The dimensions I gave places the grease delivery hole directly between the two ball bearing sets so to apply the grease to each set without requiring you to pump grease wildly in the hub cavity possibly pressurizing the outer seals?   Your red star is close to the area I suggest to drill hole for grease fitting at a glance. 
I am not taking apart a front bearing to find out the same information until I see if I can drill a hole through the hardened race area of the hub. 
That is where I am leaving this until I can find a way to make this needed hole.
IF, I can revive this dead horse then I will add more information hoping to solve this once and for all....
Enjoy.
OR if someone can find a cheap sensible way to drill the hole through the hardened steel please let me know so I can do the same.  Thanks.

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2 hours ago, Willys said:

  The only thing holding the bearing together from what I see is the pressure of the retaining sleeve, very disturbing, I like a mechanical locking device so to speak like a nut etc...lol. 

 

The thing that holds the bearing together when mounted is the pressure exerted by the nut of the drive shaft in the back and the hub bolt in the front. Thanks for your explanation!

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28 minutes ago, Smart42 said:

 

The thing that holds the bearing together when mounted is the pressure exerted by the nut of the drive shaft in the back and the hub bolt in the front. Thanks for your explanation!

I must have been asleep at the wheel...lol.  I still dislike dismantling it just to get grease in it...all the same.  I'd sooner insert grease nipple.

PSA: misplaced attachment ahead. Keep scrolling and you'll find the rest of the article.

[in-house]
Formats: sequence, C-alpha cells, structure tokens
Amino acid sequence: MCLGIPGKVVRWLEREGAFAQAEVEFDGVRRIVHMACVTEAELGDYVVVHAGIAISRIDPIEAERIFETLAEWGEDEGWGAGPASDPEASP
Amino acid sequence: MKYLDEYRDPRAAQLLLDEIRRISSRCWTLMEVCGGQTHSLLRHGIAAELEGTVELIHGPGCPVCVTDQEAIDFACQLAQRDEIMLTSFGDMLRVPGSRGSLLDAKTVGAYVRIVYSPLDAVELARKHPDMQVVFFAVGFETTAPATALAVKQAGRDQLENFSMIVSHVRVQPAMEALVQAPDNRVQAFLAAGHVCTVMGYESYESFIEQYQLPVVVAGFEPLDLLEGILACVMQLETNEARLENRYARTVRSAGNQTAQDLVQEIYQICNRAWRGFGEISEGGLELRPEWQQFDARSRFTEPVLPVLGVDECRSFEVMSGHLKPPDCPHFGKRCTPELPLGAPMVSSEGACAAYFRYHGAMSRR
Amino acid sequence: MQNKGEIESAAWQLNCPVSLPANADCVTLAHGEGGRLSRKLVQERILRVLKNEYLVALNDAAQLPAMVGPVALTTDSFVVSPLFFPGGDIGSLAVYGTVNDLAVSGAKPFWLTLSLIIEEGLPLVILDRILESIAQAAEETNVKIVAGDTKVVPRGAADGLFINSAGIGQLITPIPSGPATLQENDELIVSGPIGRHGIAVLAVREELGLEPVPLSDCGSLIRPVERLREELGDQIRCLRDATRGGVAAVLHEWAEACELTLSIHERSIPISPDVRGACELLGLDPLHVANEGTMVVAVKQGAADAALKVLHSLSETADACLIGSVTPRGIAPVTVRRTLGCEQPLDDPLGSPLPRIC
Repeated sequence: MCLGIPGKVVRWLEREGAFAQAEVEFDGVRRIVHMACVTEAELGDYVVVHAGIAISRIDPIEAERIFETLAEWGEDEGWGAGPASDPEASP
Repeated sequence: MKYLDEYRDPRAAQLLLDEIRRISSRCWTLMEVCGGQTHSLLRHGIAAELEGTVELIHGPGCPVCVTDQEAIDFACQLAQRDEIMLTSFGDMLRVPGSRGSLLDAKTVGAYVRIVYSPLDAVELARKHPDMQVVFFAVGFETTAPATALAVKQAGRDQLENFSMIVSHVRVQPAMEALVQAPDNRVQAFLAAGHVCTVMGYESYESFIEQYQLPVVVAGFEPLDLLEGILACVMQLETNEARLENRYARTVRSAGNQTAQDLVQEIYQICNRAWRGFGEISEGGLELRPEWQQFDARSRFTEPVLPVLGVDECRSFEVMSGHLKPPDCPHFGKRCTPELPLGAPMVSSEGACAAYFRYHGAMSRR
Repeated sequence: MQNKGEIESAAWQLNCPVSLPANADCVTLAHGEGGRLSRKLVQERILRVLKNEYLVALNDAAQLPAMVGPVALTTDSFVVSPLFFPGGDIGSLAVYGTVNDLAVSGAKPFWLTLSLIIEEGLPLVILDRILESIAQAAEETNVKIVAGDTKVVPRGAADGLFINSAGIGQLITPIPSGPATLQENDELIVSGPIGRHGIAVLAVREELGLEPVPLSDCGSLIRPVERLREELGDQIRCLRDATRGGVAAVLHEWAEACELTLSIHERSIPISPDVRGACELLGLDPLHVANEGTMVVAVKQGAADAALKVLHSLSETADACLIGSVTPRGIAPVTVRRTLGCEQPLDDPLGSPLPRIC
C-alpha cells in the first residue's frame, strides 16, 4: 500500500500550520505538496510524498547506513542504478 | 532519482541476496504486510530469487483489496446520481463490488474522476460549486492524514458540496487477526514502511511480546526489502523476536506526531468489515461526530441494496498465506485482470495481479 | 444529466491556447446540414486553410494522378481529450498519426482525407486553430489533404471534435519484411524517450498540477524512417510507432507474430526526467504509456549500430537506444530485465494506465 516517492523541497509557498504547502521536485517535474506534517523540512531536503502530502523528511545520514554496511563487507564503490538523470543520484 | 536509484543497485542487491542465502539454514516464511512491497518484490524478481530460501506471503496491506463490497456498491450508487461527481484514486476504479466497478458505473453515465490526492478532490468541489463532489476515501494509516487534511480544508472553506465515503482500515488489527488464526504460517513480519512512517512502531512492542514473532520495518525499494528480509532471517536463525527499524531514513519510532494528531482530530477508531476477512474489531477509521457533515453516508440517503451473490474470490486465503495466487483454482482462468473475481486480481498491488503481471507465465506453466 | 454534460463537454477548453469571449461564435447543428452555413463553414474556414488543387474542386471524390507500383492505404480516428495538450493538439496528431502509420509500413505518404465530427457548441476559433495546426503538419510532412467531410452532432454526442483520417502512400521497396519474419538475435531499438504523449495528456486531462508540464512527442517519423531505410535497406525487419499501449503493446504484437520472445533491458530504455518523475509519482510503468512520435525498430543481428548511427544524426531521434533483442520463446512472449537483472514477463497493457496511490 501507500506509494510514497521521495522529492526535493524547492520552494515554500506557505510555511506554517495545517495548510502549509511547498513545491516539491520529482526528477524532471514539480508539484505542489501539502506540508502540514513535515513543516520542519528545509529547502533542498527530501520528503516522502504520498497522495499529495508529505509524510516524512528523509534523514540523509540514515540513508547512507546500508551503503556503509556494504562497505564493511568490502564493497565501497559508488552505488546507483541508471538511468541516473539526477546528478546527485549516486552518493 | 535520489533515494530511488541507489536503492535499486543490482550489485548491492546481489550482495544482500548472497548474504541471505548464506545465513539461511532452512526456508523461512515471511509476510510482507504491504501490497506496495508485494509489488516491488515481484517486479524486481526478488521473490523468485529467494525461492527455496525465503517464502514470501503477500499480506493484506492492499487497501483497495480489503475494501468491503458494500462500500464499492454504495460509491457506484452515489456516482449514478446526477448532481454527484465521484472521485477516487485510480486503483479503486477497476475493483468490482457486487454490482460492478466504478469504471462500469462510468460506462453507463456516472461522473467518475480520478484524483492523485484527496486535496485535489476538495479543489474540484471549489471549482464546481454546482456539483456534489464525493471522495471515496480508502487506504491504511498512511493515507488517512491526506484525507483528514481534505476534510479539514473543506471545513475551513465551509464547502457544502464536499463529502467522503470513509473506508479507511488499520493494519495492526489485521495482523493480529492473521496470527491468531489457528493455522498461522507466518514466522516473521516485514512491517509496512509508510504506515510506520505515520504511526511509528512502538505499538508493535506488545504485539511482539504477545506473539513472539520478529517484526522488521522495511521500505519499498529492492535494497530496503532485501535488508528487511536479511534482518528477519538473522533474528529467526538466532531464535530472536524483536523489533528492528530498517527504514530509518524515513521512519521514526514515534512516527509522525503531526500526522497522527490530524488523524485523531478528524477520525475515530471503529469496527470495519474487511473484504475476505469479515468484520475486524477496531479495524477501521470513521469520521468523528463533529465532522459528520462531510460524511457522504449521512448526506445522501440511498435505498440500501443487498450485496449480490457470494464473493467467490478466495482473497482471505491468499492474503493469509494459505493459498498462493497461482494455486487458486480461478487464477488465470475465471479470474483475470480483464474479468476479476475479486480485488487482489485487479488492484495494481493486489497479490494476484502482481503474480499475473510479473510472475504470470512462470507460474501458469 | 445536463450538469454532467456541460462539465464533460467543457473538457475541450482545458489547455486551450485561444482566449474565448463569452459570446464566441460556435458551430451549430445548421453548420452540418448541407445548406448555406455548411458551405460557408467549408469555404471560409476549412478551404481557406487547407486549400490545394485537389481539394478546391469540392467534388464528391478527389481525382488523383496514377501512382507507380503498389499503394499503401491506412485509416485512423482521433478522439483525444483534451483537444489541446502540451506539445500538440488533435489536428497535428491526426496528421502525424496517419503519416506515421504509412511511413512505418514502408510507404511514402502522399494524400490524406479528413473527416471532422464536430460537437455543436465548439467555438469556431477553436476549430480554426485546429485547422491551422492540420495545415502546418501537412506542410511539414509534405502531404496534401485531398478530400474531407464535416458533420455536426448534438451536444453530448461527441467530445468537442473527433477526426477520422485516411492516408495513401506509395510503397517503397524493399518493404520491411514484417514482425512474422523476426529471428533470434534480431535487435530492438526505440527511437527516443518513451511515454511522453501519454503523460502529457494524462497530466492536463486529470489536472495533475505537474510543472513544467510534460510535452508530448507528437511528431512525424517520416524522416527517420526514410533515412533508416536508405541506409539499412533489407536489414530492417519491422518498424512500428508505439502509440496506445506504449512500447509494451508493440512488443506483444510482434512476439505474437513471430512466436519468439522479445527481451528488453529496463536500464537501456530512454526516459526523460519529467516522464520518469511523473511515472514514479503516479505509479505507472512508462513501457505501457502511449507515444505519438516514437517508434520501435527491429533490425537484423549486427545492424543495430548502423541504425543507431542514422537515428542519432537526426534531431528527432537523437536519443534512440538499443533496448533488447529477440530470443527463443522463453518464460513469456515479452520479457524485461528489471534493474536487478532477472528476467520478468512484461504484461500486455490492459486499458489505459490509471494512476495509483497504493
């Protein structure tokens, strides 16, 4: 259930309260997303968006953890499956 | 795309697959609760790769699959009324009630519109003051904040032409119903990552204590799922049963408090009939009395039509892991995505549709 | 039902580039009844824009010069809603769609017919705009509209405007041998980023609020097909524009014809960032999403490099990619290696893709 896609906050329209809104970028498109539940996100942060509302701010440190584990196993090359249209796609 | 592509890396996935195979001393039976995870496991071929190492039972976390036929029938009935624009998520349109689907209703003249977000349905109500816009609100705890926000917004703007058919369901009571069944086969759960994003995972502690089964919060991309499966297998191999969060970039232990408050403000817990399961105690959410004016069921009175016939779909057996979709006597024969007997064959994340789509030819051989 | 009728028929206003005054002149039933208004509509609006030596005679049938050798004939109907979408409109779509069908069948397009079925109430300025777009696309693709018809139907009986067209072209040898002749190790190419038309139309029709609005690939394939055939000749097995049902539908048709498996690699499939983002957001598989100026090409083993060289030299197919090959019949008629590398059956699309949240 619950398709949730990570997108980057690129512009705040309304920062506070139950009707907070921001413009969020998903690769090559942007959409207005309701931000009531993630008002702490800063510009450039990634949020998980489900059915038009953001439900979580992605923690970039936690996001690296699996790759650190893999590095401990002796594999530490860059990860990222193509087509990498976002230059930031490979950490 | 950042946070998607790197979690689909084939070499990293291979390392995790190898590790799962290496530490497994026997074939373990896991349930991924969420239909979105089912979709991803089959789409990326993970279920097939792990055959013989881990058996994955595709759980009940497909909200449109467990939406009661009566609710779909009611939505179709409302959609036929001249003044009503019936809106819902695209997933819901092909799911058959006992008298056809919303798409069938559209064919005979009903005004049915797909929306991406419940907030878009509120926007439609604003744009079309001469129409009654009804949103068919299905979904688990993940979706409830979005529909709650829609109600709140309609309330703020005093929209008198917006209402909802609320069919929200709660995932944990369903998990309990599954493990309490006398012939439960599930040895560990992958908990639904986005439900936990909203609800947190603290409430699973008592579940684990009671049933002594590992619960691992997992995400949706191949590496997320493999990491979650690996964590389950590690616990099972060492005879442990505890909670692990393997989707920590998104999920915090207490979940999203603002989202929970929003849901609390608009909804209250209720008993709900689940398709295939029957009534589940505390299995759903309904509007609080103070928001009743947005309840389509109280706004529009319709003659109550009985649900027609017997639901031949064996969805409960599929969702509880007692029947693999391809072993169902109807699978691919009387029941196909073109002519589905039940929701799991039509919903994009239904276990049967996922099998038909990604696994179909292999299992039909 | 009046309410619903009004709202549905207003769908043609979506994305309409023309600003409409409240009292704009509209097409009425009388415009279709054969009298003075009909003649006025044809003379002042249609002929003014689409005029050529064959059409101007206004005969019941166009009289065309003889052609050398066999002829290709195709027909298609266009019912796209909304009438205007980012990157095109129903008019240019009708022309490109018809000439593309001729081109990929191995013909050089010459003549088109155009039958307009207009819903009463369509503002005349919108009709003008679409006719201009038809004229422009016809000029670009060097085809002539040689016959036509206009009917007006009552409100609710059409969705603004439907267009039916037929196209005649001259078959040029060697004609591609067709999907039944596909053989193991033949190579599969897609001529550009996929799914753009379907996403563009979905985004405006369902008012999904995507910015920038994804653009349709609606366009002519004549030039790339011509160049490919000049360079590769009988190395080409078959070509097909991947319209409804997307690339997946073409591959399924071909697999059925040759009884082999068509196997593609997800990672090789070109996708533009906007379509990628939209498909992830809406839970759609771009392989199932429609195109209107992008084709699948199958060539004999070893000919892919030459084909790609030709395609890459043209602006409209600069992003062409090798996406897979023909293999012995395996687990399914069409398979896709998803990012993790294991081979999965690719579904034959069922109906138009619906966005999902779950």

Hmmm...?  Might be time to go back to bed...lol.   See if I can gather those brain cells that left the building....lol.   Nighty night...

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So decided to put on my summer tires, clean the brakes and grease my bearings. Took the front wheels off, removed caliper, dust cap and hub bolt. Wheel bearing came off easily. Turned around to grab a tool and hear a loud clunk. My front spring decided it had enough, broke the bottom coil so the rest came down over the strut. I guess lubing the rear bearings will have to wait until the new springs are installed....

 

hStAl55.jpg

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2 hours ago, Mjolinor said:

They are consumables on Smarts along with filters and tyres.

Yup.....especially with the lack of road maintenance there is on our roads here......!

We have a section of our road that has as of yesterday 6" deep pot holes, suspension killers for sure!   The issue is, IF you do hit one and you do suffer damages, it's almost impossible to get a claim from the township.....they have a 4" deep threshold before they consider a pothole dangerous and even claimable....but the fight to get compensation is steep!  Best bet is to keep your head on a swivel and eyes peeled for such issues at all times.   Spring thaw brings them out every year.....is their excuse.

 

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I was glad the spring broke while I was working on the car, not driving it. 

 

Back on topic: I had a look at the front bearing; it would be difficult/impossible to put a grease nipple in there that would be accessible without removing the wheel, caliper and rotor. Once you have done that you might as well pull the bearing out. Also; the nipple would be installed in the turning portion, unlike the rear. The only workable option I see would be to drill a hole in the post the bearing mounts on and use/fabricate a bearing greaser tool similar to the one below that fits in the 12mm hole for the hub bolt. Grease would flow via the greaser through the hole in the post, between and around the inner races to the bearings. To service the bearing you would remove the hub cap and hub bolt, insert greaser, grease and reverse.

 

If you have the bearing out and you do not want to take it apart a 28mm bearing greaser (if you can find one..) should fit.

 

2505o8j.jpg